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Wishing to make all possible haste, we continued in the mail stage, instead of waiting till next day for the accommodation, so we started about 11 o'clock (one hour after time), with a very heavy mail, and the accession of two other passengers, a Midshipman Harris and a Mr. Williams.

Breakfast at Williams', 50 cents; supper at Columbus, 50 cents; fare to Montgomery, $10; extra for baggage, $10.

Friday, January 27, 1837

About two miles after the first change of horses, in crossing a swamp, not far from Euchee, over a vile Indian bridge of poles, the stage and horses sunk through, and, owing to the slipping of the poles, it being very wet and freezing, they could not move it.  We took off the baggage and mail, but all in vain.  The driver then took a horse and went for help, and the passengers walked back to the change house, kept by one Mangum, where we dried our feet and clothes, and got breakfast.  In getting out of the swamp we all got wet, having to wade some distance, and the cold was so intense that our clothes froze still.  The ice stood thick on my greatcoat, long after I got to the fire in the house.  About 10 o'clock, the driver and his aids having got the stage out, and all things fixed, we proceeded.

Today we passed over the ground of the Indian depredations last spring, and saw numerous traces of the war, in burnt houses, recent graves, and bleaching bones.[ 1]  We are now in the midst of what was recently the Indian Nation, which extended from Flint River, in Georgia, to Line Creek, about twenty miles from Montgomery, in Alabama.  Columbus is on the east side of the Chatahoochee River, which divides Georgia from Alabama, and after its junction with the Flint, at the town of Chatahoochee, it becomes the River Apalachicola, and empties into the bay of that name.  Everything here is new.  The town of Columbus I could not see, it being dark.  The village of Talbatton is a very pretty place, not four years old.  The village of Tuskeegee, in Alabama, is also new and pleasantly situated.  It is the courthouse of Macon County.  The road from Flint River to Montgomery is a military road, cut the United States through the Indian Nation.  It might, with very little expense, be a fine road, but is now out of repair, and abominably bad.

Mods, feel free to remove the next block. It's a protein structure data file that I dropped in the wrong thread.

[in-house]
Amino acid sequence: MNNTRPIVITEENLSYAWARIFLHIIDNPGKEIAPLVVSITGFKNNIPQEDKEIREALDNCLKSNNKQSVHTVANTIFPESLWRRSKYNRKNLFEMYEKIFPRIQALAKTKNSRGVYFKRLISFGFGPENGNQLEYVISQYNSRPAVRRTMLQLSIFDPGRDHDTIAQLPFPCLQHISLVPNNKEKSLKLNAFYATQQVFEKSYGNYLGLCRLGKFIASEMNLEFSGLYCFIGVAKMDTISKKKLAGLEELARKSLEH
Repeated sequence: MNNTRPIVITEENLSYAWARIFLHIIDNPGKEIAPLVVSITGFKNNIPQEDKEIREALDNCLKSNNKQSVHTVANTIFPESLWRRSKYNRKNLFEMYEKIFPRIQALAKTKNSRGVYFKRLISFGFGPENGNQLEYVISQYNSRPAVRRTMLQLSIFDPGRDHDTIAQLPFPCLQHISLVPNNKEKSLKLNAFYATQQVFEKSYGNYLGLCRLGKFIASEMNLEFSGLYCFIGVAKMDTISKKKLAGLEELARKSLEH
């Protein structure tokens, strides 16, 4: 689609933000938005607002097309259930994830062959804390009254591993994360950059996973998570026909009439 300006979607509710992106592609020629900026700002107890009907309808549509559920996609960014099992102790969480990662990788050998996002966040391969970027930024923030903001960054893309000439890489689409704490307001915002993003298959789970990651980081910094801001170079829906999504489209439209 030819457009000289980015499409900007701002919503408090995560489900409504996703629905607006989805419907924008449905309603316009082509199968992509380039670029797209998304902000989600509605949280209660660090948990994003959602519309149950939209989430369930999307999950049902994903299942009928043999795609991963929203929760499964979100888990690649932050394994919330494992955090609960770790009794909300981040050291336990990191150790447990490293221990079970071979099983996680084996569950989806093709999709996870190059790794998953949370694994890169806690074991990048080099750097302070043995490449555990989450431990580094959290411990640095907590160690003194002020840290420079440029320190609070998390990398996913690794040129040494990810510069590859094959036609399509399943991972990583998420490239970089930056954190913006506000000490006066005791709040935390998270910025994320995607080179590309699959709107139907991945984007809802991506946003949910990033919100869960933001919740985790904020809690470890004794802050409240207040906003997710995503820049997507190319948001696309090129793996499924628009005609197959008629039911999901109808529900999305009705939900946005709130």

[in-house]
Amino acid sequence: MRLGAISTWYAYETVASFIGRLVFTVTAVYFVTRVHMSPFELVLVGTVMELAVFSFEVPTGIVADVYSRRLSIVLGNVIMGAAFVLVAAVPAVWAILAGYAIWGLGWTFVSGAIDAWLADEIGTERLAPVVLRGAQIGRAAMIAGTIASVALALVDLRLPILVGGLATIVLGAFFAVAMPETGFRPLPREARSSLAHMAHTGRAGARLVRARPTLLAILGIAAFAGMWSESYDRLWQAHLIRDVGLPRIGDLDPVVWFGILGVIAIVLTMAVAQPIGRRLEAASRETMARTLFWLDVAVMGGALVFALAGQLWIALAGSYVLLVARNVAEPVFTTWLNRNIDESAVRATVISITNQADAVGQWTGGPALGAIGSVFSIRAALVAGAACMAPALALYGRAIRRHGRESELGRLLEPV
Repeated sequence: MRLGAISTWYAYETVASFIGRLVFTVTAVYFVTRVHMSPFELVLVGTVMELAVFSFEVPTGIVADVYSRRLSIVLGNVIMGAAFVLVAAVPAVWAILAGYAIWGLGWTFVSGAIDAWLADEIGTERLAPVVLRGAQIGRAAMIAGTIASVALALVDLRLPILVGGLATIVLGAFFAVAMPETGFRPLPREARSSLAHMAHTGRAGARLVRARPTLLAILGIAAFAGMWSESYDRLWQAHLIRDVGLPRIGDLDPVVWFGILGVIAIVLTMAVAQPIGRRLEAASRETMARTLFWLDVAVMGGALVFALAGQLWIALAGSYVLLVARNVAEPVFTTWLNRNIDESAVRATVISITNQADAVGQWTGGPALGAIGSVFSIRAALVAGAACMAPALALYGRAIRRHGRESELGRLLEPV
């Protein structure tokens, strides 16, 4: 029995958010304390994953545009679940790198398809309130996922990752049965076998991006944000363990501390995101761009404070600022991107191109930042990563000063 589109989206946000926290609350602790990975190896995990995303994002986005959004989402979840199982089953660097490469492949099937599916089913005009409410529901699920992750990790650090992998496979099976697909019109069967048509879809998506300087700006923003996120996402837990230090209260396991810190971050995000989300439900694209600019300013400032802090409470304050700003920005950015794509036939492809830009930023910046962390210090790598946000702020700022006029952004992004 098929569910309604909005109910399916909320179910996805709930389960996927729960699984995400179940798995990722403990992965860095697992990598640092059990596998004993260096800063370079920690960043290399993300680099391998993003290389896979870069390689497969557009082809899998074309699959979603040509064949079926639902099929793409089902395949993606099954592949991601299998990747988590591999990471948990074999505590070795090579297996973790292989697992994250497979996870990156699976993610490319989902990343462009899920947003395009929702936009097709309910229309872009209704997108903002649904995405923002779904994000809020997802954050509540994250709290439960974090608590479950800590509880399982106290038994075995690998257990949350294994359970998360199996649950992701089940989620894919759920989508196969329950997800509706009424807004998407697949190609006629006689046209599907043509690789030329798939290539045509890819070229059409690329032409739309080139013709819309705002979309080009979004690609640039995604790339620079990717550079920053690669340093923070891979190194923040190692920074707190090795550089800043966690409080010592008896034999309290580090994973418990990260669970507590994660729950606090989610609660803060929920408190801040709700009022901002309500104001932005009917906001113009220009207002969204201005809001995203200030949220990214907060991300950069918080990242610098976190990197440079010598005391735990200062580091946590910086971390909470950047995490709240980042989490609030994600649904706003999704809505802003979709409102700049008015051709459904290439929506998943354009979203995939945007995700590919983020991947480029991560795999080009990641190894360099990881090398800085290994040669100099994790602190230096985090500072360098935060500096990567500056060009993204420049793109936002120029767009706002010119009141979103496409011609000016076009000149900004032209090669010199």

Supped on the road about 10 o'clock, and arrived at Montgomery a little before 4 o'clock a.m.  Could not get in at the Montgomery Hall, and had to go to the Planters Hotel, a very inferior house.

Saturday, January 28, 1837

After a few hours sleep and breakfast, walked over the town, which is prettily situated on the south side of the Alabama river.  The business part of the

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The Diary of William Fairfax Gray, from Virginia to Texas, 1835-1837
Copyright 1997 William P. Clements Center for Southwest Studies
Southern Methodist University, Dallas, Texas